What is CRPS and what can we do about it?

Complex Regional Pain Syndrome (CRPS) is a chronic long-term condition that causes sharp, burning pains for those suffering from it. It can affect both men and women of any age, although it is most commonly found in people between 30 and 55. Three out of four people with CRPS are likely to make a full recovery from the condition, but this still leaves 25% with a moderate or severe permanent disability.

CRPS can be caused by soft tissue injuries, fractures, sprains, stroke, heart problems or small nerve fibre injuries, and it is usually identifiable by signs such as prolonged burning pain, changes in skin texture, unusual sweating patterns and abnormal difficulties with muscle movement. It is a horrendously difficult condition to endure, with everyday tasks like getting dressed, taking a shower and cooking dinner all requiring a great deal of effort.


To find out more about CRPS, including ways in which the condition can be treated and advice on how to cope with it from one day to the next, take a look at this infographic from Burning Nights (http://www.burningnightscrps.org/).

What is CRPS and what can we do about it?
What is CRPS and what can we do about it?




Invisible Disabilities – the Facts and Figures

One of the objectives of this blog is to help raise awareness of various different medical conditions. Especially those which are less well and often invisible to most people. So when Izzy asked me if I would like to share this infographic I was delighted to do so.  It gives a useful overview of some of the main conditions including Chronic Fatigue Syndrome, Lupus, Complex Regional Pain Syndrome, Fibromyalgia, Multiple Sclerosis, IBD, and Lyme disease!

You can read the original here.


Invisible Disabilities

Allodynia – The pain that comes from pressure ! Find out more here

Pain for pressure
Pain for pressure

Simply put Allodynia can be defined as pain due to pressure on the body where in normal circumstances people would not expect to feel any pain.

Examples of medical conditions which have Allodynia as a symptom include Fibromyalgia (http://patienttalk.org/?tag=fibromyalgia), Neuropathic pain  (http://patienttalk.org/?p=281), complex regional pain syndrome  (http://patienttalk.org/?p=1003) and migraines.

The objective of the blog is first to raise awareness of Allodynia.  And  also to provide a forum for people to share their experiences of living with; and treating Allodynia.

The pain can be from both touch and from changes in skin temperature.

It would be great if you can use this blog to share your experiences of Allodynia.  We are interested in some of the following issues:-

a)      Which condition caused your Allodynia?

b)      How did this Allodynia present itself?

c)       In one sentence how would you describe the pain to somebody who has never experienced it before?

d)      How your Allodynia was treated and how successful was that treatment?

e)      What advice would you give to somebody who suffers from this kind of pain?

Please feel free to share any part of your pain story with our readers in the comments box below. If you have any links you think might be of interest, again, please put them boxes below

Many thanks in advance


Complex Regional Pain Syndrome. Come over and tell your story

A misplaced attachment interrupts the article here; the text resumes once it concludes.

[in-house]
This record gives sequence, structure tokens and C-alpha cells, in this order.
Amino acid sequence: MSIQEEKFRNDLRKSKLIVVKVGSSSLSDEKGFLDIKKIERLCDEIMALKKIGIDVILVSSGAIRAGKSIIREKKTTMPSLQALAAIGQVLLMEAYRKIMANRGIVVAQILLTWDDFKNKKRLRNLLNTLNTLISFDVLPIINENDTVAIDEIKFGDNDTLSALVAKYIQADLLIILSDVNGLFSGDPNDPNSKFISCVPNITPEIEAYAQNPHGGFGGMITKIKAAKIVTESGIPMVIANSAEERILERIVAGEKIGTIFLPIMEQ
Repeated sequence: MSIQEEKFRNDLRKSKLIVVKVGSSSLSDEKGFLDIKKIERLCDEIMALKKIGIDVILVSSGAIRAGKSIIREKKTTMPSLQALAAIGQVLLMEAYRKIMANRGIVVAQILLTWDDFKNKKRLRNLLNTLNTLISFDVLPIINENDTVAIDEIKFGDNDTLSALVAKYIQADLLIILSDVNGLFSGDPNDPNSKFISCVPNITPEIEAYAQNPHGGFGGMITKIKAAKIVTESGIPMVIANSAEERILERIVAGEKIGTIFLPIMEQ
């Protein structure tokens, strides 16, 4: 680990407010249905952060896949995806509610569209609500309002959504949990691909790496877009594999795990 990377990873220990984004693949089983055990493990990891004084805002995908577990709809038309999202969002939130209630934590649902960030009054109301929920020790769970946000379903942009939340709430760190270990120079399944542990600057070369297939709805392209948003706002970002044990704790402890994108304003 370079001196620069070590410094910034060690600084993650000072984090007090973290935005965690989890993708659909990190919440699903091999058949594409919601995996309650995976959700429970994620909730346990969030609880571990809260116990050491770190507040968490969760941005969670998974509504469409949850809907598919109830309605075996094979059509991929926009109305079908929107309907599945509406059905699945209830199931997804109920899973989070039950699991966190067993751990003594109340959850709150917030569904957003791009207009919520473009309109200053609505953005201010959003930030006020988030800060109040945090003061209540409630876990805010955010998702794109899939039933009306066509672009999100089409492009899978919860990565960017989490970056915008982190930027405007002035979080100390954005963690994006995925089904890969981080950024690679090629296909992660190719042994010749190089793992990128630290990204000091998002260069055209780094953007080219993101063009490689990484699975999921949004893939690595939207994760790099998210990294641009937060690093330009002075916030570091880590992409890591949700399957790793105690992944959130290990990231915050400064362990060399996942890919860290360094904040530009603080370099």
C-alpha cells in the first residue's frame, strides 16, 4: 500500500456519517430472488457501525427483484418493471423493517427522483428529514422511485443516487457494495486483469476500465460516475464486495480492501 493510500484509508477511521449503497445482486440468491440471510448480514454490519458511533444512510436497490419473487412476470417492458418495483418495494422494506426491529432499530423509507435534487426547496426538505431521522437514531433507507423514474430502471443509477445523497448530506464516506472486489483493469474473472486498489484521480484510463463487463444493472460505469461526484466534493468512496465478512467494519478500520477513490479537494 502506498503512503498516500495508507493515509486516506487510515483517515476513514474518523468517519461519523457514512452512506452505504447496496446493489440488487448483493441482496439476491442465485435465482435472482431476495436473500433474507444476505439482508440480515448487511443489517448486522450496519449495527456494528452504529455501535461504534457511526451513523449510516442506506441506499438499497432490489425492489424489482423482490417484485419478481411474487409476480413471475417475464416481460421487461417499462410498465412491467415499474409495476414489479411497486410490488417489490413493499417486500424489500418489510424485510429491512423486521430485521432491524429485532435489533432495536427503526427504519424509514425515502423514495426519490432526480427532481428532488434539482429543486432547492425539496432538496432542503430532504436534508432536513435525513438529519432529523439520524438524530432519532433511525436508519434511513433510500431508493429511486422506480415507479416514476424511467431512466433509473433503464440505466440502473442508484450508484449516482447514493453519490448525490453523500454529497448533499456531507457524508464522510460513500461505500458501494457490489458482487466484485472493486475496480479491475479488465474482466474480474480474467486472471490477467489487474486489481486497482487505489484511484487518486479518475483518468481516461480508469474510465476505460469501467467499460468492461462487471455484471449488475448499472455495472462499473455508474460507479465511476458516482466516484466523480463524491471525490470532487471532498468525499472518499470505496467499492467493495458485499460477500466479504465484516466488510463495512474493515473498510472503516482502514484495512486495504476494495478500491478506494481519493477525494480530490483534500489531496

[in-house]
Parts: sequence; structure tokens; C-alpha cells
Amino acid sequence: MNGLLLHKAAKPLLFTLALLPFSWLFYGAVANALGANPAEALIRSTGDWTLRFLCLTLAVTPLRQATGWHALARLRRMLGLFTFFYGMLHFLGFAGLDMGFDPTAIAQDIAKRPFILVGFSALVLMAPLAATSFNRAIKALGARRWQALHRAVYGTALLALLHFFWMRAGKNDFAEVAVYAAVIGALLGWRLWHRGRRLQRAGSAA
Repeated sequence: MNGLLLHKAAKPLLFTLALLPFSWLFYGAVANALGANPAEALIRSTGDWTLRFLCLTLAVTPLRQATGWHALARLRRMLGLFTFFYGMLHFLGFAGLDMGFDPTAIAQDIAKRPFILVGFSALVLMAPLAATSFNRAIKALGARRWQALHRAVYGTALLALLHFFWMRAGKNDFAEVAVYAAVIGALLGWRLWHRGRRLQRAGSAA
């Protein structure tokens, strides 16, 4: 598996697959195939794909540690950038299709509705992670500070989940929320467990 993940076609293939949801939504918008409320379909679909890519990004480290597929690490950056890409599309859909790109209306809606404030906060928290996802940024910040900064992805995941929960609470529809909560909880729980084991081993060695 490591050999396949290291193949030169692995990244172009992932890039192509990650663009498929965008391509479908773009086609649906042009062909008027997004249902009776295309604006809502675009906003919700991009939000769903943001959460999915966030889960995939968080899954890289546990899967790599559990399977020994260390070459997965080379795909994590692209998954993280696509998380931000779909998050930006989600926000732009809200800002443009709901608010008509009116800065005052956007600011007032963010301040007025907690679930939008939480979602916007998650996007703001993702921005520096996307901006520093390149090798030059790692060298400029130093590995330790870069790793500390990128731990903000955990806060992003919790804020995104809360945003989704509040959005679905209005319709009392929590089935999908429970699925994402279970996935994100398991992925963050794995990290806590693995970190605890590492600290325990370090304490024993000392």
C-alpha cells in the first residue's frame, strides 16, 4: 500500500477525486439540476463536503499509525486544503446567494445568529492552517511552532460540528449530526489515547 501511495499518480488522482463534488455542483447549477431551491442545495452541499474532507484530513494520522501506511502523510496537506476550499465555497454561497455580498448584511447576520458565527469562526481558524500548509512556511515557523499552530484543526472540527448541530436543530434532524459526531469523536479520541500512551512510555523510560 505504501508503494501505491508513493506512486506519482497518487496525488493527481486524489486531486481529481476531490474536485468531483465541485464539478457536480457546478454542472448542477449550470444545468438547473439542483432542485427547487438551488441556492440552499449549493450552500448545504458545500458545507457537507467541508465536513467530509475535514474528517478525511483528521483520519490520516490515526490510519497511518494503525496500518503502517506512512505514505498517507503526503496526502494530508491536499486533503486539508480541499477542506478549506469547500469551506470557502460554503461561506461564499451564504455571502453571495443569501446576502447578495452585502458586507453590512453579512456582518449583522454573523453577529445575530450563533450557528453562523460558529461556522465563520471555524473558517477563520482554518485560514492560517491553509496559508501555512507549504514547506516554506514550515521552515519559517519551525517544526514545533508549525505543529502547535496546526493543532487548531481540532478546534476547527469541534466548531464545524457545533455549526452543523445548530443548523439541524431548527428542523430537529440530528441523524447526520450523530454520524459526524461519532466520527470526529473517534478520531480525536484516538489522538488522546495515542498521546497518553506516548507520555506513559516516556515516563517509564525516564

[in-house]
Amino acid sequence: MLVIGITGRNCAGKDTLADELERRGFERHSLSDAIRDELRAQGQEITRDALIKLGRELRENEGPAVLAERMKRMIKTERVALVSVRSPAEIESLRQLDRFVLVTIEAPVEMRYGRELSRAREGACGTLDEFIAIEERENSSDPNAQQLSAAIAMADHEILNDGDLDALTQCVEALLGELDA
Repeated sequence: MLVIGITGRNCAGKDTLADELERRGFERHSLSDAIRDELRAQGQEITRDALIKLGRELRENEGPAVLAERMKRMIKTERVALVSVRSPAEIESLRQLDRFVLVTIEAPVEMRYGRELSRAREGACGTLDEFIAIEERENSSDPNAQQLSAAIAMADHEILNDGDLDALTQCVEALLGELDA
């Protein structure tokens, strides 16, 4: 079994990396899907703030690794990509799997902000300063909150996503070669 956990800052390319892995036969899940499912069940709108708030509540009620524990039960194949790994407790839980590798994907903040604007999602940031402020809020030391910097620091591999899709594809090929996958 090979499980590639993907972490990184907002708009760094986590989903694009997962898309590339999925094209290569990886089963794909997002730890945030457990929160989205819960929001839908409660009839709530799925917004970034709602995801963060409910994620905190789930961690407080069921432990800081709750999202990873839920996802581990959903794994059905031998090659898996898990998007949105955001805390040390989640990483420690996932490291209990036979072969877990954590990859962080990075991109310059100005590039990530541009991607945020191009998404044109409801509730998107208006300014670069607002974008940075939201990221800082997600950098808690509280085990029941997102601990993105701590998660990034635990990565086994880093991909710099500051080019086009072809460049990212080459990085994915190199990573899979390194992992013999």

Complex Regional pain syndrome
Complex Regional pain syndrome
Welcome to the latest in our series of pain and pain management blogs.  To have a look at the previous stuff we have covered please go to http://patienttalk.org/?tag=pain-management.

Today we want to focus on Complex Regional Pain Syndrome or CRPS. A little understood medical syndrome but one which, according to the Britain’s Royal College of Physicians, 12,500 or so people are diagnosed with each year in the UK.  For more information on this and other aspects of CRPS this article is worth reading http://www.rcplondon.ac.uk/sites/default/files/documents/complex-regional-pain-full-guideline.pdf.

The objective of this blog is to give people who have RCPS an opportunity to share their pain management story with other people with the condition and their caregivers.

One of the main issues is that the causes of Complex Regional Pain Syndrome are not yet fully understood but it often manifests after an injury.  The key issue is that the pain that results from the injury is much greater than the sufferer, typically, would expect.

The pain which is, for most, the key symptom, has been described as “(chronic) burning pain in one of their limbs”. Though in some cases it can be in more than one limb. I was told this was true in around 7% of cases.

While the condition often disappears a few days after the injury in some cases it can continue for months and years.  It is advised that patients receive treatment as soon as possible to improve long term outcomes.

So how is CRPS it treated?  Normally in three ways:-

a)      Medications – such as pain killers and anti-inflammatory.

b)      Physiotherapy

c)       Counselling to help the patient come to terms with the effects of pain

 

This is where you come in.

It would be great if you could share your CRPS story with our readers.  The following questions may be useful:-

 

1)      What do you think caused your CRPS?

2)      How would you describe the pain and other symptoms?

3)      How long did the symptoms last?

4)      How did you treat your CRPS and how effective were these treatments?

Please feel free to share anything you think may be of interest with our readers.  Any links to useful sites would be great.

Many thanks in advance.